Can Antimatter Be Generated in a Lab?
“An international team of physicists have come up with a way to generate antimatter in the lab,” reports Popular Mechanics, theoretically “allowing them to recreate conditions that are similar to those near a neutron star.”
This setup, at Helmholtz-Zentrum Dresden-Rossendorf (HZDR) research laboratory in Germany, involves two high-intensity laser beams that can generate a jet of antimatter, as outlined in a paper published earlier this summer in the journal Communications Physics. That could make antimatter-based research far more accessible for scientists around the world…

it’s tremendously difficult to recreate a neutron star’s extreme conditions in terms of the science and logistics — imagine if a sugar cube weighed as much as Mount Everest in your laboratory! Two, scientists want to make antimatter for further analysis in the lab… So how did the researchers at Helmholtz-Zentrum Dresden-Rossendorf figure out how to generate antimatter? They’re using opposing lasers in a setup they’re referring to as a laser pincer… There’s a tiny piece of plastic that both lasers shoot toward. As the lasers destroy the plastic, they send clouds of electrons toward each other… By smashing particles together between two lasers, scientists can begin to approach the intensely concentrated gravity and matter of a neutron star…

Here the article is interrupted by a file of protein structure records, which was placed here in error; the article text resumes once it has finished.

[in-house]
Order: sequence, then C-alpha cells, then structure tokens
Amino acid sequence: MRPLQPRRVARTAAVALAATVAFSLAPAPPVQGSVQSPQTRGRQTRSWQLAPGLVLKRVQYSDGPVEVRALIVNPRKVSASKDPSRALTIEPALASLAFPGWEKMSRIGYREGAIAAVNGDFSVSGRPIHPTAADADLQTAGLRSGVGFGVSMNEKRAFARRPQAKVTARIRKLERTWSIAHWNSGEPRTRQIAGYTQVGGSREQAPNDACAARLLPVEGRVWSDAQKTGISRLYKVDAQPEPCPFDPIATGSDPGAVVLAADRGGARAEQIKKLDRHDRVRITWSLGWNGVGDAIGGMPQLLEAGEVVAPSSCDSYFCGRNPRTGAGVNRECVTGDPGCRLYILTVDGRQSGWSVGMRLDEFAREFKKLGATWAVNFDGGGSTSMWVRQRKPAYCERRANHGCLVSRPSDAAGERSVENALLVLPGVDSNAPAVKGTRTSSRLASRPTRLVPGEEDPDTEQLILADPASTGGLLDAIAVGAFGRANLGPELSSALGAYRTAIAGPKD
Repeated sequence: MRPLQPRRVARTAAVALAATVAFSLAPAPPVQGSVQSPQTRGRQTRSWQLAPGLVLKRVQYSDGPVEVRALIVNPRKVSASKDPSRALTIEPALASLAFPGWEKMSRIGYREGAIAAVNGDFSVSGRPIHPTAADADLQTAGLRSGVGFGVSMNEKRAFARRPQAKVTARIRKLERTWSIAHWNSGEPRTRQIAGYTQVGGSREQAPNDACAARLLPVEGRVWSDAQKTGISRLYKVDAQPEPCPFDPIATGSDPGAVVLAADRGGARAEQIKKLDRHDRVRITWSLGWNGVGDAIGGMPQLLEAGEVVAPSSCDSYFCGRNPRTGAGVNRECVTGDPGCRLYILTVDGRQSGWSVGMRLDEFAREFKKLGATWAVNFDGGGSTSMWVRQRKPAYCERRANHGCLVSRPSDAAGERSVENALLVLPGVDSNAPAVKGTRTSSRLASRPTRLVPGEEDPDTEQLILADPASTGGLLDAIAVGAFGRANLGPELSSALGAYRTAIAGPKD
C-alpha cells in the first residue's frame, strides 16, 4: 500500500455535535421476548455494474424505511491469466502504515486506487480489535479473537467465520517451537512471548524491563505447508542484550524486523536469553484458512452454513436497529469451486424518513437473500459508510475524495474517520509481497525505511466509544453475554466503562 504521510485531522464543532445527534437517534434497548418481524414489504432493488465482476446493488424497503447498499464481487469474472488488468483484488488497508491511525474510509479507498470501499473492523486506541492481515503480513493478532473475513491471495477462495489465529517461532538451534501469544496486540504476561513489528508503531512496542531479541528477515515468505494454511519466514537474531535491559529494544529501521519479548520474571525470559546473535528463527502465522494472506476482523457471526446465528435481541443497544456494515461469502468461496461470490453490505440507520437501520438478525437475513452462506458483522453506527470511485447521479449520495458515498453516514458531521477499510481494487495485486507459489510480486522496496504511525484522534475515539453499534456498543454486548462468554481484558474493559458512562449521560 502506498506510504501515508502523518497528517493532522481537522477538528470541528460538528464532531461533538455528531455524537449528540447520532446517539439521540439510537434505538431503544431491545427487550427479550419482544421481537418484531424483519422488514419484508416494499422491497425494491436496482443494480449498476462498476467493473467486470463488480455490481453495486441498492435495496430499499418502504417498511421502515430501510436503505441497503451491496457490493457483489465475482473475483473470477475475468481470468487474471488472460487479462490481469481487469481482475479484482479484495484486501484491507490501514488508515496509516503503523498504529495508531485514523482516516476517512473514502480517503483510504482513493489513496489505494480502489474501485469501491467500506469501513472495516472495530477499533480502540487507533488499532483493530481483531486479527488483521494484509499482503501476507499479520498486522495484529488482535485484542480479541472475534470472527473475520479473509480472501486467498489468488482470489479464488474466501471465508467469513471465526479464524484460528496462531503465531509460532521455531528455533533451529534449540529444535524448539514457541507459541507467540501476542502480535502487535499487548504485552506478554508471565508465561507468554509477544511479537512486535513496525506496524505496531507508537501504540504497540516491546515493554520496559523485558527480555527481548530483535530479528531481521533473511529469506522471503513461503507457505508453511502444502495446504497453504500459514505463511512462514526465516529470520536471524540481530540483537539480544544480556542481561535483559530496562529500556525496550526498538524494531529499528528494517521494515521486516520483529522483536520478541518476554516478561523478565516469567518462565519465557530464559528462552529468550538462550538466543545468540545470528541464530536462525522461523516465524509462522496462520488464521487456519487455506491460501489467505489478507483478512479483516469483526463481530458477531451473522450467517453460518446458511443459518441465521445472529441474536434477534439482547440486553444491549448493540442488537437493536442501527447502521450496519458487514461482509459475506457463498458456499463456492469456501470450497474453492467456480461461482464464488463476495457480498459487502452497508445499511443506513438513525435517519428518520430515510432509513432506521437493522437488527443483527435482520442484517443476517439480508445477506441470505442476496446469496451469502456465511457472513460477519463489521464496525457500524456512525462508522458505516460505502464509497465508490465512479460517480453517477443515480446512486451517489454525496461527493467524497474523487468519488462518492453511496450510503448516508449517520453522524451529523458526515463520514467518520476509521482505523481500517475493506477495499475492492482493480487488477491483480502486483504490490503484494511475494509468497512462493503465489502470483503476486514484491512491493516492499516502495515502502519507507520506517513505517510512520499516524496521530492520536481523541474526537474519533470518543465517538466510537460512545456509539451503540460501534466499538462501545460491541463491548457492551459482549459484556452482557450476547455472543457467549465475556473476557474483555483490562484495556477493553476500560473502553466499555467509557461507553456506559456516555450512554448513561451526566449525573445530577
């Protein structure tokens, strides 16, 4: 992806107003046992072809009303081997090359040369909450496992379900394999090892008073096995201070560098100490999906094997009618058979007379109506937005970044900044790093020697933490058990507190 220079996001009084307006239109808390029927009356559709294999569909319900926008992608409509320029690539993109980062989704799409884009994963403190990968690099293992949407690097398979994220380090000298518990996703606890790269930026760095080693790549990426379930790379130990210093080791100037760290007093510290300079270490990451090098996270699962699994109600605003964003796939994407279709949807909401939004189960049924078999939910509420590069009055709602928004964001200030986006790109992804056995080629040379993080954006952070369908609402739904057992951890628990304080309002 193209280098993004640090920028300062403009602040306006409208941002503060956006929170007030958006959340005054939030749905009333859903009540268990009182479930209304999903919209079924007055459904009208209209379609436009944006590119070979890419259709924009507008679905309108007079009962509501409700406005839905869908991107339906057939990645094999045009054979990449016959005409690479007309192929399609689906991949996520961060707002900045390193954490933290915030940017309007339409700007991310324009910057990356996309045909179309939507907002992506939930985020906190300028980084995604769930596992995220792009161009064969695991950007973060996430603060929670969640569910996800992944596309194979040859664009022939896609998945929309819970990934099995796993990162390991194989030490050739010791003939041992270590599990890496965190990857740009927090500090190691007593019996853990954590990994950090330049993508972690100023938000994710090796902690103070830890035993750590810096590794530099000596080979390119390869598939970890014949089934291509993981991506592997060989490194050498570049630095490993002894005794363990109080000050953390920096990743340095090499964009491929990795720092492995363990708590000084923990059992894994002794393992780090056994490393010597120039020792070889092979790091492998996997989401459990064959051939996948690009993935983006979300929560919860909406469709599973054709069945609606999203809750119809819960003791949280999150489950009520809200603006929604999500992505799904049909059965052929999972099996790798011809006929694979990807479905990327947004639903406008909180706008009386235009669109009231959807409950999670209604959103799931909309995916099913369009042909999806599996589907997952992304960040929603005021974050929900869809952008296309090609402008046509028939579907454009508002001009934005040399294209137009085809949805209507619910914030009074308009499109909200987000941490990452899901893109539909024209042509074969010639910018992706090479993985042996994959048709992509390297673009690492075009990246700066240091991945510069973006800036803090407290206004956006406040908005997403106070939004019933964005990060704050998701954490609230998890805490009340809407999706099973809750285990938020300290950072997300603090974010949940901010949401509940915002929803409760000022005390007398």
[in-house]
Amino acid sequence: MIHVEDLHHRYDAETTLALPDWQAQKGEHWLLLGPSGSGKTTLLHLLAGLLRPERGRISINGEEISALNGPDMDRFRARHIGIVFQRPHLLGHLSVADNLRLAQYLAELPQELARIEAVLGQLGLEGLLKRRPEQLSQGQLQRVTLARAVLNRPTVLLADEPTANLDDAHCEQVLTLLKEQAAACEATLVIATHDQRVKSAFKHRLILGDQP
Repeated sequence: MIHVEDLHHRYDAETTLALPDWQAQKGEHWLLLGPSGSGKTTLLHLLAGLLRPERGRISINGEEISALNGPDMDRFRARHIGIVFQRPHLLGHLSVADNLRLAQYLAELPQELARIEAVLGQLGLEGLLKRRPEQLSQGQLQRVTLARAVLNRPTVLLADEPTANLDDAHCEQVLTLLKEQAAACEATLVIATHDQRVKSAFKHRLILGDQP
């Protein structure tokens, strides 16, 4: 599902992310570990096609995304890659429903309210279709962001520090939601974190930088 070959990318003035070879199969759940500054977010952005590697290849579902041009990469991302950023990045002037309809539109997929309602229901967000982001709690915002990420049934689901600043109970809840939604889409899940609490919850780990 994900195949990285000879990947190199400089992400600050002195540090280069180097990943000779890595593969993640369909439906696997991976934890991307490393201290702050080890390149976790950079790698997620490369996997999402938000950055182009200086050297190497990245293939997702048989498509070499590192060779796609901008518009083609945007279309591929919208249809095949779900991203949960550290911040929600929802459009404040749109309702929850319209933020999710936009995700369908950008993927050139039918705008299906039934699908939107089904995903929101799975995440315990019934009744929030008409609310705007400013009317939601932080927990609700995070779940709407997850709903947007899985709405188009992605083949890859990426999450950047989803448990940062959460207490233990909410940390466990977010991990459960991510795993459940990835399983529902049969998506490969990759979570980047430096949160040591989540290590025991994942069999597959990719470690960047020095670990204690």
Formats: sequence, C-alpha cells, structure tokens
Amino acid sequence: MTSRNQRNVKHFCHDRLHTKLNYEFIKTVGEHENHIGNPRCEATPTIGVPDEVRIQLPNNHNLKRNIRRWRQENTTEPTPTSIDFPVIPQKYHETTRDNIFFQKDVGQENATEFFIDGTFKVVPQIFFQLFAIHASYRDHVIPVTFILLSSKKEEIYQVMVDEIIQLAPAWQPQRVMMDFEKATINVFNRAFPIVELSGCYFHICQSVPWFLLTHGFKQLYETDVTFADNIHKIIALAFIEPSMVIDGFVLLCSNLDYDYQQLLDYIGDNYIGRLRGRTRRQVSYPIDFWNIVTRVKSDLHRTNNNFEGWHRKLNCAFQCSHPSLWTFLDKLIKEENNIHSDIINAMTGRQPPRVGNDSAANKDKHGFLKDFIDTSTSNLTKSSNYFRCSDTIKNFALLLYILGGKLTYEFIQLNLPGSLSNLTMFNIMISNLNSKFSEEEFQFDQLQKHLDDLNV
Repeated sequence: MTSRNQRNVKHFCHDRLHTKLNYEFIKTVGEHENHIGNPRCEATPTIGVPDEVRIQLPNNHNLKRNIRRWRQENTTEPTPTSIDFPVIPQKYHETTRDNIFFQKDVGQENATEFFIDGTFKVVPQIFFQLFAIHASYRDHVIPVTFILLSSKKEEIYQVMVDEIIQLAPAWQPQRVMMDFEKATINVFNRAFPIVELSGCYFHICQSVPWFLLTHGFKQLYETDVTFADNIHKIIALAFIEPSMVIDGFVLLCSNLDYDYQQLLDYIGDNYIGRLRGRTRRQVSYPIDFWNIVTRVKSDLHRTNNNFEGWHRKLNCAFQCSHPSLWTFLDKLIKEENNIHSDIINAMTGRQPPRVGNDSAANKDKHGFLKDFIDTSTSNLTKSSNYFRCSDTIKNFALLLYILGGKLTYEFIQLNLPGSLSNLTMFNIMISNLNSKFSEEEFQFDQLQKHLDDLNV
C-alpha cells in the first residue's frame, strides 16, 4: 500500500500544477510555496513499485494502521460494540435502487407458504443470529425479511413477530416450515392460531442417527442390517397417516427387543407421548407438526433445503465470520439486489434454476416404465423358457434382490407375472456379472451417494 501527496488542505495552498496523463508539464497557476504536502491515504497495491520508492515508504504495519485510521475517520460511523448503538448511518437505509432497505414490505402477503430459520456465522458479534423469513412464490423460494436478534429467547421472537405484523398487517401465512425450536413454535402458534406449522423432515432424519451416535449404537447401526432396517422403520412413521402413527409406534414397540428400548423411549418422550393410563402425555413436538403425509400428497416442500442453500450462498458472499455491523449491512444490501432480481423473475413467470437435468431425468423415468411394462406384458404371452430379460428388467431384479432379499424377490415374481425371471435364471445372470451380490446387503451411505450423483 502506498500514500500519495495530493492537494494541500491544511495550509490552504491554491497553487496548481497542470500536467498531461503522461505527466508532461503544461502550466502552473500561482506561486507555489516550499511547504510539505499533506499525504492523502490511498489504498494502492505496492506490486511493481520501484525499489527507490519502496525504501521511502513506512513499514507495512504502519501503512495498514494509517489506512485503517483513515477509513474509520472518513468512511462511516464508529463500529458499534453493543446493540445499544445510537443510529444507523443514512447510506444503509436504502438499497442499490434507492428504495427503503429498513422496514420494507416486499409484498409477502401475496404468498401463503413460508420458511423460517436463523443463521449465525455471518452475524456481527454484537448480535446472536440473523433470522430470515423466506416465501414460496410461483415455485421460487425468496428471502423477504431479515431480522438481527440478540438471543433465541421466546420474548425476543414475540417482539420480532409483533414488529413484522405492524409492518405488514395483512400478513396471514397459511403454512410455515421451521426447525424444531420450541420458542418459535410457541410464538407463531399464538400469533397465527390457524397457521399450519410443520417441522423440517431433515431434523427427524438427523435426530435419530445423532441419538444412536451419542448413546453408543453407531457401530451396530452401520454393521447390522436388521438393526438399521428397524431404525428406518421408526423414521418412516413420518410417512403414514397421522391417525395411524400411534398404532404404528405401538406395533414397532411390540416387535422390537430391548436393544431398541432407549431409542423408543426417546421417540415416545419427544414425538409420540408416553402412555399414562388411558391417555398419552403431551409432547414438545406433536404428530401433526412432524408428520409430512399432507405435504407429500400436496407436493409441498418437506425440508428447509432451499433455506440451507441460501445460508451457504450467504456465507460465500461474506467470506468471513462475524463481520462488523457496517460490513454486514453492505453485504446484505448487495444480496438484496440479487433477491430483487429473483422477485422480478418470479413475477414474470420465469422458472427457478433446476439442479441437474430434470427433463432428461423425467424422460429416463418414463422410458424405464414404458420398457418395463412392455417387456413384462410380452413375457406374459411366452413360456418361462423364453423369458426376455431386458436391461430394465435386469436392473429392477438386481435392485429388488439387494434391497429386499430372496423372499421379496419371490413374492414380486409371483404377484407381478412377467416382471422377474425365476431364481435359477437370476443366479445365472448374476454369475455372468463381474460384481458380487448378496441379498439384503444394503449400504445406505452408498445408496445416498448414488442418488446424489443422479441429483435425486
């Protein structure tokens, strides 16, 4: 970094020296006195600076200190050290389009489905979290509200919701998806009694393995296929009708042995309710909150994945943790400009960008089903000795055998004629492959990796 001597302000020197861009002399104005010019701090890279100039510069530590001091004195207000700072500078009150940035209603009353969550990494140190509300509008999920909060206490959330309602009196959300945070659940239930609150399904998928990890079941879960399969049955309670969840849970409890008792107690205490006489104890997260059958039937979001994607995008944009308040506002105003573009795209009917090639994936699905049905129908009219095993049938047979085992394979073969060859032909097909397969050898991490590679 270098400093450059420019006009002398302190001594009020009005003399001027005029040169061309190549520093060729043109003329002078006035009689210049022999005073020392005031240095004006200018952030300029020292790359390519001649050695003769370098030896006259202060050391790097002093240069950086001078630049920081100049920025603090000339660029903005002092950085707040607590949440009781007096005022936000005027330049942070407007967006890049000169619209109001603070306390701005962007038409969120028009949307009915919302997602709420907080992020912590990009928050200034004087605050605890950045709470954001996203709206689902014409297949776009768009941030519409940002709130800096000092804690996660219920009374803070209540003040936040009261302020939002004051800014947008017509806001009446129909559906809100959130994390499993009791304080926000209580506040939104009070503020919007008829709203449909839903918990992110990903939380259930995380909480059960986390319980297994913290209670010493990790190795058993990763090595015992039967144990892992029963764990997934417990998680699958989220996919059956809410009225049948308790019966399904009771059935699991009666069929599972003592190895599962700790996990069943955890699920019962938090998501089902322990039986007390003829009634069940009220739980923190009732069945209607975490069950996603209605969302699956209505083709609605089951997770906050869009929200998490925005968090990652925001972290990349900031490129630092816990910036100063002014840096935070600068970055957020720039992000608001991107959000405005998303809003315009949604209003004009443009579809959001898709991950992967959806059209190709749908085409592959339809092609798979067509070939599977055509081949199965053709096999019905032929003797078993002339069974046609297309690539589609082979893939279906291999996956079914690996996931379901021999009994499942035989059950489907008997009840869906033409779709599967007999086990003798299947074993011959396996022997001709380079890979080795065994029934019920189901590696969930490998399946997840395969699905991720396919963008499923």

In this case, scientists are still speculating that the laser pincers will work, with support from a computer simulation that has helped them test and confirm their theory. Now, the next step is to begin building the rig that will really fire the lasers. “[C]olleagues are developing a platform that can be used to experimentally test whether the magnetic fields actually form as our simulations predict,” HZDR physicist Toma Toncian says.

Thanks to Slashdot reader Third Position for submitting the article!

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